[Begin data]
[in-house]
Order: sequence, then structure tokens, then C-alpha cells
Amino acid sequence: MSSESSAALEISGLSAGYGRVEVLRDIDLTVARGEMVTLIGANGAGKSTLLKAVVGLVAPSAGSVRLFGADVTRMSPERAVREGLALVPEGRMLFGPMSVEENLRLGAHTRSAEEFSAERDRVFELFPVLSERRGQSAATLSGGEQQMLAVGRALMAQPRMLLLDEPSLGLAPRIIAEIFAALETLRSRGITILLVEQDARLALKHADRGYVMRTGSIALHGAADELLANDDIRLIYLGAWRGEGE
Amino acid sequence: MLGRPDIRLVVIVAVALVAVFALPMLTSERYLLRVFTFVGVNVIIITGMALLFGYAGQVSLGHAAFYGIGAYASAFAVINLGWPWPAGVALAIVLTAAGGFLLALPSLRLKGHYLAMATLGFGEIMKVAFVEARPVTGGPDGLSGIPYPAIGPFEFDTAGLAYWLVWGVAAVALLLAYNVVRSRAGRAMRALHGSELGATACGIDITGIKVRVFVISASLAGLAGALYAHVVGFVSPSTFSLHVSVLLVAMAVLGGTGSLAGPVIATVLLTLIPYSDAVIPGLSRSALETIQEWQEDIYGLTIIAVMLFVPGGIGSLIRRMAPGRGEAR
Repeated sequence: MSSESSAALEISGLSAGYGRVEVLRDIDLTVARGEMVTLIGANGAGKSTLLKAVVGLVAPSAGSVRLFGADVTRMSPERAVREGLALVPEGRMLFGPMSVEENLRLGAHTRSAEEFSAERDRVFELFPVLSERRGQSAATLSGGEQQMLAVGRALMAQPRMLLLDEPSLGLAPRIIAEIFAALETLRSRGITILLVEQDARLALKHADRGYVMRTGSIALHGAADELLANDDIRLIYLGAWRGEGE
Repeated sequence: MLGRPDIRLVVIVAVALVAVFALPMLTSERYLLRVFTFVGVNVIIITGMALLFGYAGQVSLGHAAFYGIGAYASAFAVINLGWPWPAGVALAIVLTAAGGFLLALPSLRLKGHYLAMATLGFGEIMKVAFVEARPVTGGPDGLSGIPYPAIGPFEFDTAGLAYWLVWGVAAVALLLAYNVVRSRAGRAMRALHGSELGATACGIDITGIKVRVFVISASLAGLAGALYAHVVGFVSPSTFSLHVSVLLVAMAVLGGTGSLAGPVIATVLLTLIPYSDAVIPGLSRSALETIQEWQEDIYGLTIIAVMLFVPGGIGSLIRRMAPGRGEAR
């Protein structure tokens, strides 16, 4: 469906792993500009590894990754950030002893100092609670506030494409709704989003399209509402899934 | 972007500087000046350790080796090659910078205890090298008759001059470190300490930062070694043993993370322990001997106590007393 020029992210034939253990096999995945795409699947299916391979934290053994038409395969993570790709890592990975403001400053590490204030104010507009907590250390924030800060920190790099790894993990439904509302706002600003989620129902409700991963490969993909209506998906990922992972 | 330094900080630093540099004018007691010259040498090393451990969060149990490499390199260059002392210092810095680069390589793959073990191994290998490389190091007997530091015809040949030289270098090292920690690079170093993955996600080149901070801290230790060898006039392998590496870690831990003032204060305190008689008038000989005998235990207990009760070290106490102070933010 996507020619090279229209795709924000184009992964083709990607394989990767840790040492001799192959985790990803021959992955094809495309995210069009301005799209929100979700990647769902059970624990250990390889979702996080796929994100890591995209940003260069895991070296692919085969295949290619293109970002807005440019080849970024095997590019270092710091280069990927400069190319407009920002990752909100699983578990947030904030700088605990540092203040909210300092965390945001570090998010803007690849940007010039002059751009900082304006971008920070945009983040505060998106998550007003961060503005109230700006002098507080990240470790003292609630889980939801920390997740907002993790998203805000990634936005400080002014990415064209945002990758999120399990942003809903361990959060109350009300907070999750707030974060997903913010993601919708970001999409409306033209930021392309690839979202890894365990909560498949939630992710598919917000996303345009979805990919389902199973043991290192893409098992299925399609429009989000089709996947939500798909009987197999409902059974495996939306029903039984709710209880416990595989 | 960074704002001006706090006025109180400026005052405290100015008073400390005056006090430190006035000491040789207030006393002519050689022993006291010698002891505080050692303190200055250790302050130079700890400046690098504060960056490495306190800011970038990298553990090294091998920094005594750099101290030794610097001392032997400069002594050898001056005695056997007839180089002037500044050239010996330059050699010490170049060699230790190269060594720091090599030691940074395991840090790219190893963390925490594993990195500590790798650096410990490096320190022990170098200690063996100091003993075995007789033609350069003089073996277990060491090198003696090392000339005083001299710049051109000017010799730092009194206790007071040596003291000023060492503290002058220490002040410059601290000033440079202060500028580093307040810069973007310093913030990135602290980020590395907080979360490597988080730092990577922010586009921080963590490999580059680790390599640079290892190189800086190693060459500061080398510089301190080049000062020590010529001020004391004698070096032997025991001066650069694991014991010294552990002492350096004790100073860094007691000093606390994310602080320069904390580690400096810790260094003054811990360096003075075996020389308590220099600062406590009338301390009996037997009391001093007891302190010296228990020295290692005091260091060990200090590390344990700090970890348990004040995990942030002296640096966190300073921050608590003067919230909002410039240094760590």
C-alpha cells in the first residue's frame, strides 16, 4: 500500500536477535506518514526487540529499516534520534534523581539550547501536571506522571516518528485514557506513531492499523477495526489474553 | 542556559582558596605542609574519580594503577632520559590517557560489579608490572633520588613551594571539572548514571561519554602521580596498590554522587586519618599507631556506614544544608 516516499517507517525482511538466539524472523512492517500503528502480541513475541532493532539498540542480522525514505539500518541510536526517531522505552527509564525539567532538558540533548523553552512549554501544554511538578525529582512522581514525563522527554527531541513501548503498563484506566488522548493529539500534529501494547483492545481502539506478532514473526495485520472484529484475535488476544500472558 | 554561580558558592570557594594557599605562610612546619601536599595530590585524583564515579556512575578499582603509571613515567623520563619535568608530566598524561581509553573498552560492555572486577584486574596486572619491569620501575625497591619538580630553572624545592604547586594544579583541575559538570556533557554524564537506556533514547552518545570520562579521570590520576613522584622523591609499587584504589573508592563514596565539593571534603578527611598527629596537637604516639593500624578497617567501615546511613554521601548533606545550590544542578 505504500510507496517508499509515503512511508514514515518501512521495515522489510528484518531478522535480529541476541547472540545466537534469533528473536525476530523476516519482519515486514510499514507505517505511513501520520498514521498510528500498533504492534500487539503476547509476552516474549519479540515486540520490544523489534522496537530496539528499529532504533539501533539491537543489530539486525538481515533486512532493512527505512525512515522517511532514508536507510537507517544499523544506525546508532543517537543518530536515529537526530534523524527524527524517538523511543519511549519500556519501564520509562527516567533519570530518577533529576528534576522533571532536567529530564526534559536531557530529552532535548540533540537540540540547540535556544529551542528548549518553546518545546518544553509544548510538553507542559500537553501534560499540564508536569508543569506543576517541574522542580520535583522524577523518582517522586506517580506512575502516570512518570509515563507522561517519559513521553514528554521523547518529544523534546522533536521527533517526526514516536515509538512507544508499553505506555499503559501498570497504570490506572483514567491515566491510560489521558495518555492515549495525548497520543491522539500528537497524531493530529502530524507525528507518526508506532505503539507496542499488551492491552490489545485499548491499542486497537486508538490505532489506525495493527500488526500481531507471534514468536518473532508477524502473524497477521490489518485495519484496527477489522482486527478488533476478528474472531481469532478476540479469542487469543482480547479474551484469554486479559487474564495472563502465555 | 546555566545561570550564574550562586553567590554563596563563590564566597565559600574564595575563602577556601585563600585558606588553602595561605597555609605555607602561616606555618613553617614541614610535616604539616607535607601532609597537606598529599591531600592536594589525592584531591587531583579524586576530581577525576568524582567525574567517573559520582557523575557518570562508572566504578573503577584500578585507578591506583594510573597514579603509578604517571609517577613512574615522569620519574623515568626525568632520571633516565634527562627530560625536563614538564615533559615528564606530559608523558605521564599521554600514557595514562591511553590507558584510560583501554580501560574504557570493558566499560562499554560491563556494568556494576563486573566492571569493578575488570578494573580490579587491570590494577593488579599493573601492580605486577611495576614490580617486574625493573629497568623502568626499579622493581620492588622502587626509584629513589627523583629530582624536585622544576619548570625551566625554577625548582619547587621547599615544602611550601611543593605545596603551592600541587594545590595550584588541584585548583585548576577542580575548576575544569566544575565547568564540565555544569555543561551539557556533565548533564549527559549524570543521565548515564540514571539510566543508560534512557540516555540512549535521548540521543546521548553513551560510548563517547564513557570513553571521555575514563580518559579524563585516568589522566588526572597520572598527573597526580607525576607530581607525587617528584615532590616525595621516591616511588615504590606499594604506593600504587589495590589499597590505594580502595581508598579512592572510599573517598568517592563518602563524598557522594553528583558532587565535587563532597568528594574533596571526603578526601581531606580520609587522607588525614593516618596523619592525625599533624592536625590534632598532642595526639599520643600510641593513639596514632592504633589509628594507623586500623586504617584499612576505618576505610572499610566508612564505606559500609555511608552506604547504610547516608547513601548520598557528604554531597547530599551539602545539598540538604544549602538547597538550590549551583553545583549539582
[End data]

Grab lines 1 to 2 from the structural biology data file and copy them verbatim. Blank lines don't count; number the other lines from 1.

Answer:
[in-house]
Order: sequence, then structure tokens, then C-alpha cells